More ACNA bishops chosenThe Living Church reported
June 19, 2009, that three new bishops were elected June 13 by the Church of Rwanda to serve the Anglican Mission in the Americas
(AMiA). The elections come just before the Inaugural Assembly of the Anglican Church in North America (ACNA). (See story below.) The AMiA is a part of the ACNA. Five additional bishops for the new ACNA “province” were elected by the ACNA’s College of Bishops meeting June 20–21, according to the Web site
of the Assembly.
ACNA Inaugural Assembly to be held this week
Deposed Episcopal Bishop of Pittsburgh Robert Duncan will lead members of the Common Cause Partnership in the official formation of the Anglican Church in North America (ACNA), billed as a new Anglican province. (See Pittsburgh Update story here
.) The Inaugural Assembly
of the ACNA is being held in Bedford, Texas, June 22–25, 2009. The Pittsburgh Post-Gazette
carried a long story
on Duncan’s experience in Pittsburgh and another story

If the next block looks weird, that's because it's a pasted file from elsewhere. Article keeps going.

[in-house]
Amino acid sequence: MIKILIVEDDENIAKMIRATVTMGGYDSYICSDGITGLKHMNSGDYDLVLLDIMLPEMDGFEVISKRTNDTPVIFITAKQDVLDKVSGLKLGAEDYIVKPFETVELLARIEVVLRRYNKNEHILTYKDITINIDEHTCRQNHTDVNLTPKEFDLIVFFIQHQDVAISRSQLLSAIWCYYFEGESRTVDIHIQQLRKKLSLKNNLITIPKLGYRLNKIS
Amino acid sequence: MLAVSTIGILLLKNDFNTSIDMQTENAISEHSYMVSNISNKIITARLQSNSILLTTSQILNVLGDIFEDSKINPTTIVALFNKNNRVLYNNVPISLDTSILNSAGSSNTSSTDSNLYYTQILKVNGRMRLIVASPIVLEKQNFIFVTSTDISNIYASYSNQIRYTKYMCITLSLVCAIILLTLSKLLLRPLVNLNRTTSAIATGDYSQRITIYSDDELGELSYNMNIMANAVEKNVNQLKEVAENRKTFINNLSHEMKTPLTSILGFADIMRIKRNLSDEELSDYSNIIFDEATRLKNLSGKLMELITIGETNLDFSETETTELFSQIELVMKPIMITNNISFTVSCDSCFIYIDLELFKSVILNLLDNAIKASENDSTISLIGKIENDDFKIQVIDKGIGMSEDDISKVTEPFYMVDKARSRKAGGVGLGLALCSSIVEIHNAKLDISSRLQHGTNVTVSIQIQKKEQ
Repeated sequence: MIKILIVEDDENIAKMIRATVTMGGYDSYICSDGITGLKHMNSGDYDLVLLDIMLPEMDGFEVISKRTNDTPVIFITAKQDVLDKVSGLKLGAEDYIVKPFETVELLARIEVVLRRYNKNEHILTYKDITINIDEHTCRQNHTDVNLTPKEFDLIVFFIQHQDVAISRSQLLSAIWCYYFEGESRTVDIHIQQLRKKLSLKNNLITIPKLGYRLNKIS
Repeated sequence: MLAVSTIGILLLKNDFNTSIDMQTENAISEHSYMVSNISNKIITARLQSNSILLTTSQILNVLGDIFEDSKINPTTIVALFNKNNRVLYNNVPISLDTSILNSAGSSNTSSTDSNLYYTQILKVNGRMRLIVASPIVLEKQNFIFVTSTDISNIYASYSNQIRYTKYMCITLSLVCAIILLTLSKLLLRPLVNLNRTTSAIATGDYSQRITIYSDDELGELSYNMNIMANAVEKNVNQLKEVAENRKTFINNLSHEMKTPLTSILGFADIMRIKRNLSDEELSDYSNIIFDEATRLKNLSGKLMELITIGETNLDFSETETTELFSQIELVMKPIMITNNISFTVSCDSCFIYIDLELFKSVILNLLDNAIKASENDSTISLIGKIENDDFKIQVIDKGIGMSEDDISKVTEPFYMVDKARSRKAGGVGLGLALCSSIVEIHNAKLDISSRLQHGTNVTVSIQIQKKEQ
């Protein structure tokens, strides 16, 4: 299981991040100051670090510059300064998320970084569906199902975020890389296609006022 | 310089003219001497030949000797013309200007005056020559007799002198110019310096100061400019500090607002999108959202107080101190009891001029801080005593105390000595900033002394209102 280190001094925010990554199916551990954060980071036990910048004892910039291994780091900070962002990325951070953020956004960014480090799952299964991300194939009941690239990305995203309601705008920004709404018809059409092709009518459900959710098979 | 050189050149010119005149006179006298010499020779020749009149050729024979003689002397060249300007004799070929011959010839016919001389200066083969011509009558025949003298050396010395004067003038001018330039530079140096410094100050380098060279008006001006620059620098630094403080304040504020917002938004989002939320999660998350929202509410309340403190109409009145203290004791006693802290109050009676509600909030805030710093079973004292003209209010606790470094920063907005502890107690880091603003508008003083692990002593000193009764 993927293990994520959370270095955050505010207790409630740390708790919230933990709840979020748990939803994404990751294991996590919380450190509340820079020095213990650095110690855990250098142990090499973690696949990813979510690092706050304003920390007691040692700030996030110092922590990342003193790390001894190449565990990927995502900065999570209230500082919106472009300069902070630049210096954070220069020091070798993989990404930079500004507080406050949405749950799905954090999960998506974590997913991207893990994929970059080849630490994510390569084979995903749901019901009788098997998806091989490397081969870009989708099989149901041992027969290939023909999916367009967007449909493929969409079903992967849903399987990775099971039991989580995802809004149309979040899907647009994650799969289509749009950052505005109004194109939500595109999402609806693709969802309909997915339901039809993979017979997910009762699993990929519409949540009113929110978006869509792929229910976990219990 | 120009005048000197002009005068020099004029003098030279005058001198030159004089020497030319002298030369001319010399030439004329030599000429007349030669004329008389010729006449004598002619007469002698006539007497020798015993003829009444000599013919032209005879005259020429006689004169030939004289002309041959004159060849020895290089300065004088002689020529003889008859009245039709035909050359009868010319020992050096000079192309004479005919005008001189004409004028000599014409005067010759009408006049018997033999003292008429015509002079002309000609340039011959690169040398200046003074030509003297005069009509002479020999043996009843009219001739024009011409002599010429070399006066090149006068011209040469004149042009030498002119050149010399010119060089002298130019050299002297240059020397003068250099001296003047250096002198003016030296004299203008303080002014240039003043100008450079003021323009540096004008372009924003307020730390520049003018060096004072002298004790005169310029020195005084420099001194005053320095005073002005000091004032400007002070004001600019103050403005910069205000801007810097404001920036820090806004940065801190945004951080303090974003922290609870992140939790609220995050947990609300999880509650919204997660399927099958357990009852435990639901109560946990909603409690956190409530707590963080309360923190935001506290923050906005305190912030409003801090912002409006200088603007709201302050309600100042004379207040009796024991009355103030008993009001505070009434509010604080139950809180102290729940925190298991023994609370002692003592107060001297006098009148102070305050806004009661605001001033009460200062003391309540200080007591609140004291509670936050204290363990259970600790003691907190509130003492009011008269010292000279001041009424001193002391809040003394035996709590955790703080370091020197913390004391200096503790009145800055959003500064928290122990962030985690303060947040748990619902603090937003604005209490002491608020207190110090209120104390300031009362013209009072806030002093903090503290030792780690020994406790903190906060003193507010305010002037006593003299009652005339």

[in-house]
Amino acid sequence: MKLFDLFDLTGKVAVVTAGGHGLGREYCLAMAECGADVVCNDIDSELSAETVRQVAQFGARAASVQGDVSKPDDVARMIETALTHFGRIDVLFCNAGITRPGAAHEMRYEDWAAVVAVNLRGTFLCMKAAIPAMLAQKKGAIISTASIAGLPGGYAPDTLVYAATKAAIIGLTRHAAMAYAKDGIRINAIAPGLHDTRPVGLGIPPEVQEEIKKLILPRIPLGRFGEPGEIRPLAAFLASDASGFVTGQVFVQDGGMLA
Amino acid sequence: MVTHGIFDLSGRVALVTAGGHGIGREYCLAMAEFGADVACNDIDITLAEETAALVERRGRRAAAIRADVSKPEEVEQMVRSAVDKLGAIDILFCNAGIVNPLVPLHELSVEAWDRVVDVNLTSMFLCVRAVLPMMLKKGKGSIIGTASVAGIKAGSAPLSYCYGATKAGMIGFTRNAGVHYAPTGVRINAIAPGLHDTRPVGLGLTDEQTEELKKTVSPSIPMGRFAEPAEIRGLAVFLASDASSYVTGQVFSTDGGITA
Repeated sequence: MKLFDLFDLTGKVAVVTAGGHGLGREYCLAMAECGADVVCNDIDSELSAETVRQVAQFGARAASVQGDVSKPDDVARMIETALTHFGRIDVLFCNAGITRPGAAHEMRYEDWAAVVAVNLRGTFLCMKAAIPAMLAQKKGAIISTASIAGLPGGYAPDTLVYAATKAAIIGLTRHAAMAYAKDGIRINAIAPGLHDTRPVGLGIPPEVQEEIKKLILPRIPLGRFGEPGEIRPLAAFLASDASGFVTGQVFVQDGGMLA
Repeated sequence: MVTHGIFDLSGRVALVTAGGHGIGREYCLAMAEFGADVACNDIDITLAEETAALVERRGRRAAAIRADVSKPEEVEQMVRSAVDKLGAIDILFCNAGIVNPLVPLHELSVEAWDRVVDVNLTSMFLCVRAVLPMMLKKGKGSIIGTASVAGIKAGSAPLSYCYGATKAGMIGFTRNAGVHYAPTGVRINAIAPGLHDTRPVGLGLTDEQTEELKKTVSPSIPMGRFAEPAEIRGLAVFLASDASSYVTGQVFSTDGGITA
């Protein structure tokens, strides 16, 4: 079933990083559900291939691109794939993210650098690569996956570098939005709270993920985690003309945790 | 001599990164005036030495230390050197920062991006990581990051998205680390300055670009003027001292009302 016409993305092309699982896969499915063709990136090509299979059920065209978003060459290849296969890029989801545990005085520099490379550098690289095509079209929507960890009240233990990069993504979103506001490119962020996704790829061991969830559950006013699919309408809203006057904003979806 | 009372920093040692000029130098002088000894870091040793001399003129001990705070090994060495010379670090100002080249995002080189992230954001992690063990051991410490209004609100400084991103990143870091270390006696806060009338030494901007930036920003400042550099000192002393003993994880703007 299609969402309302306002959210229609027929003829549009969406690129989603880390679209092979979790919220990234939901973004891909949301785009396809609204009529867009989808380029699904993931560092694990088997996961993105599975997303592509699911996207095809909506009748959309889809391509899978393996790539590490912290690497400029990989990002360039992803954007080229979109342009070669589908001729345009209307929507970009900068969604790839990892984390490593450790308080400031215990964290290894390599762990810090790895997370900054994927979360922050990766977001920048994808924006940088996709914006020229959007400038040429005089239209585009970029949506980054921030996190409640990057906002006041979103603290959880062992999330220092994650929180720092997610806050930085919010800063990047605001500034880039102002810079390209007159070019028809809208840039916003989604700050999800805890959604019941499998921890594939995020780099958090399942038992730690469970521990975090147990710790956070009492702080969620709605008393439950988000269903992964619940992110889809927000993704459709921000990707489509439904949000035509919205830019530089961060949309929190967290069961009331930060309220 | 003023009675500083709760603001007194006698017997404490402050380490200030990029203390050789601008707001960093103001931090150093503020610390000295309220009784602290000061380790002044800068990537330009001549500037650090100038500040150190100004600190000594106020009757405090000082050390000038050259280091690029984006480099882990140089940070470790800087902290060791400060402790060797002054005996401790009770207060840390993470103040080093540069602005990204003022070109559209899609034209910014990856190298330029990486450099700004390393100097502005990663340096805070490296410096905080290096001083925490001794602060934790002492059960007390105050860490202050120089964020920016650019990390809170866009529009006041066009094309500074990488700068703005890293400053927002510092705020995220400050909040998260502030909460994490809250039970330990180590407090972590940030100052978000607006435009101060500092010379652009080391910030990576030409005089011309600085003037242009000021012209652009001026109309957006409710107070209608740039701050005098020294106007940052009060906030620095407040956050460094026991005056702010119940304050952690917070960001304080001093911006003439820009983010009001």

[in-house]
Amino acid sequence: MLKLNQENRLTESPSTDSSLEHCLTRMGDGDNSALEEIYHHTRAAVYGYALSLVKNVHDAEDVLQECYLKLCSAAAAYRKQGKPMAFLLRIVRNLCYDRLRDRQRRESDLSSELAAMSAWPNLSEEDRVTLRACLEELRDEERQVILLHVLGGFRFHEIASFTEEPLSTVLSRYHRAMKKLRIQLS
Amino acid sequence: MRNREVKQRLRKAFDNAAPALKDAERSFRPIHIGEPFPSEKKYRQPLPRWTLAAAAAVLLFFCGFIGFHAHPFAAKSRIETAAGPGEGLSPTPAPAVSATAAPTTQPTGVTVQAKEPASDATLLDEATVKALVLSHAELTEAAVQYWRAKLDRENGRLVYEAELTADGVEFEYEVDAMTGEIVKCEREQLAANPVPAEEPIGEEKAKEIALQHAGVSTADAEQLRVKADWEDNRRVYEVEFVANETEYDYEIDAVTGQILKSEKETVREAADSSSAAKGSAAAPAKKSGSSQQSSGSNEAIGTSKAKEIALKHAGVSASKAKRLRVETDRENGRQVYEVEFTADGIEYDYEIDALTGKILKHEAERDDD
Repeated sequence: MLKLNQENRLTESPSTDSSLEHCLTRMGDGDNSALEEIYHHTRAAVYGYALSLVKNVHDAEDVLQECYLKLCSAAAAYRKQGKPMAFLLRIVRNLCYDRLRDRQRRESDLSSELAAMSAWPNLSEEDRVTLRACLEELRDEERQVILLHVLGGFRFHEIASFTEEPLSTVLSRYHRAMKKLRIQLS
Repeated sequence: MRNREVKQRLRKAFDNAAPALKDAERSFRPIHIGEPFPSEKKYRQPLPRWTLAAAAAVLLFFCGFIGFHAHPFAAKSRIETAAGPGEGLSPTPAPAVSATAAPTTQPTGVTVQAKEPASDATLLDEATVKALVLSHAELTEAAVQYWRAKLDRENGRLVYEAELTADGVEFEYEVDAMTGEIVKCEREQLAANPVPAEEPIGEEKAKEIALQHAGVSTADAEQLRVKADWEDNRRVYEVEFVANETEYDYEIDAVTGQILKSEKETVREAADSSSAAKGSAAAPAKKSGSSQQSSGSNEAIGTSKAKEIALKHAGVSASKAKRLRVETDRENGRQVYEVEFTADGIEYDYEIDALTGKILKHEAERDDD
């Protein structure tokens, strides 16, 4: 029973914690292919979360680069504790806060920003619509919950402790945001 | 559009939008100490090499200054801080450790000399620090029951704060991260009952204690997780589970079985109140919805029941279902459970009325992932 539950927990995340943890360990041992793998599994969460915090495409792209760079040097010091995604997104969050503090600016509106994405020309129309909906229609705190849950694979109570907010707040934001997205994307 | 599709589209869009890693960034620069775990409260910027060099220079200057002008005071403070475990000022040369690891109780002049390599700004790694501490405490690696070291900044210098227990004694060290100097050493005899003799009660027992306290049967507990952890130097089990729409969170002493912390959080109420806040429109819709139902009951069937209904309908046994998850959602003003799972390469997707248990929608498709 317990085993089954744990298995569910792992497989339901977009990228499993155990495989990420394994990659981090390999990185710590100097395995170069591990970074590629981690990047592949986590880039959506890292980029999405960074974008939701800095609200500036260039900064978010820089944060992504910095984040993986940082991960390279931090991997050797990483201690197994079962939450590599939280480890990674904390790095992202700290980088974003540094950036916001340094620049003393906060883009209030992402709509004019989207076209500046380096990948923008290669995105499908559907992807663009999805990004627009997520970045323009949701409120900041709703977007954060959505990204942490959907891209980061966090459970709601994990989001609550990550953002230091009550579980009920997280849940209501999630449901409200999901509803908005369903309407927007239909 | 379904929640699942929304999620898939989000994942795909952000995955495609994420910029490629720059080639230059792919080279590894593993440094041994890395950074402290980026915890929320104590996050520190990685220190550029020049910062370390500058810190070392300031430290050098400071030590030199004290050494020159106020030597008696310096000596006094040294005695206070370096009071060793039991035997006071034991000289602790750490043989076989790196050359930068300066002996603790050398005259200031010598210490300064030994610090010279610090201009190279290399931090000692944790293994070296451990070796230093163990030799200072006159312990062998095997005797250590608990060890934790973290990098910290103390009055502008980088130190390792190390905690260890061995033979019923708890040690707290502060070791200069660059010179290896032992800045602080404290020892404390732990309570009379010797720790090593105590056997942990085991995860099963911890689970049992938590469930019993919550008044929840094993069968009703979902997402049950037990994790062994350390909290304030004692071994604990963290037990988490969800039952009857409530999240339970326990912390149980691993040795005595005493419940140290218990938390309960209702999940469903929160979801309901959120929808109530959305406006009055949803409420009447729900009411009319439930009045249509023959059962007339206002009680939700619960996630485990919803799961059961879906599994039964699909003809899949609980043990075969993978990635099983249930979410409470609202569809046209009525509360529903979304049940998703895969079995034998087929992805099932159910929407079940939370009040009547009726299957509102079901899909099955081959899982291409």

on the ACNA. Other stories can be found on the Web sites of USA Today
, the Dallas Morning News
, and NPR
, which includes an audio report. Duncan is to be recognized as the archbishop of the ACNA on Wednesday, June 24. The ACNA is likely to receive some recognition from the Anglican Communion, but it is unlikely to become an official province (like The Episcopal Church) anytime soon.
Episcopal bishops’ role in ACNA controversial
Episcopal News Service reported
June 15, 2009, that Bishop Peter Beckwith of the Diocese of Springfield and his assisting bishop, Keith Ackerman, were to attend the Inaugural Assembly of the Anglican Church of North America. (See above story.) Ackerman resigned his position of Bishop of Quincy shortly before that diocese, at his urging, voted to “realign” with the Anglican Province of the Southern Cone. According to The Living Church
, Beckwith first indicated that he was going to Bedford, Texas, as an observer, but that he has now indicated that he will not attend. It is unclear whether Bishop Ackerman will attend, and, if he does, what significance should be attached to his presence.